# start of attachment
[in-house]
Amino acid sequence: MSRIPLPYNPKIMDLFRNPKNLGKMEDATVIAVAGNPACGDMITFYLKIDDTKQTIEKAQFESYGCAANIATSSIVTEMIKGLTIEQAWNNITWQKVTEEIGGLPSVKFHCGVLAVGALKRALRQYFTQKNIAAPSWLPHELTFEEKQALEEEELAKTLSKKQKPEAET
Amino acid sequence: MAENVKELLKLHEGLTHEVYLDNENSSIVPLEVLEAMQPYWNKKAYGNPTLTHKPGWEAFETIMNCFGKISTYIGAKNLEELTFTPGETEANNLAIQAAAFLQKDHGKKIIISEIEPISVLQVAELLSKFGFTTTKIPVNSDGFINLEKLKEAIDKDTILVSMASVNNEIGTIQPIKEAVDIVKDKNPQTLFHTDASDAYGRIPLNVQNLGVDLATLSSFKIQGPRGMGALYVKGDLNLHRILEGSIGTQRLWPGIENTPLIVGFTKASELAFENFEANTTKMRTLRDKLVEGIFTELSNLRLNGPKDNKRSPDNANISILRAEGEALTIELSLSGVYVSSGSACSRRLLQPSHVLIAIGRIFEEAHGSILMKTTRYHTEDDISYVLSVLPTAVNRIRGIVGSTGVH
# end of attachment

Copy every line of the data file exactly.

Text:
[in-house]
Amino acid sequence: MSRIPLPYNPKIMDLFRNPKNLGKMEDATVIAVAGNPACGDMITFYLKIDDTKQTIEKAQFESYGCAANIATSSIVTEMIKGLTIEQAWNNITWQKVTEEIGGLPSVKFHCGVLAVGALKRALRQYFTQKNIAAPSWLPHELTFEEKQALEEEELAKTLSKKQKPEAET
Amino acid sequence: MAENVKELLKLHEGLTHEVYLDNENSSIVPLEVLEAMQPYWNKKAYGNPTLTHKPGWEAFETIMNCFGKISTYIGAKNLEELTFTPGETEANNLAIQAAAFLQKDHGKKIIISEIEPISVLQVAELLSKFGFTTTKIPVNSDGFINLEKLKEAIDKDTILVSMASVNNEIGTIQPIKEAVDIVKDKNPQTLFHTDASDAYGRIPLNVQNLGVDLATLSSFKIQGPRGMGALYVKGDLNLHRILEGSIGTQRLWPGIENTPLIVGFTKASELAFENFEANTTKMRTLRDKLVEGIFTELSNLRLNGPKDNKRSPDNANISILRAEGEALTIELSLSGVYVSSGSACSRRLLQPSHVLIAIGRIFEEAHGSILMKTTRYHTEDDISYVLSVLPTAVNRIRGIVGSTGVH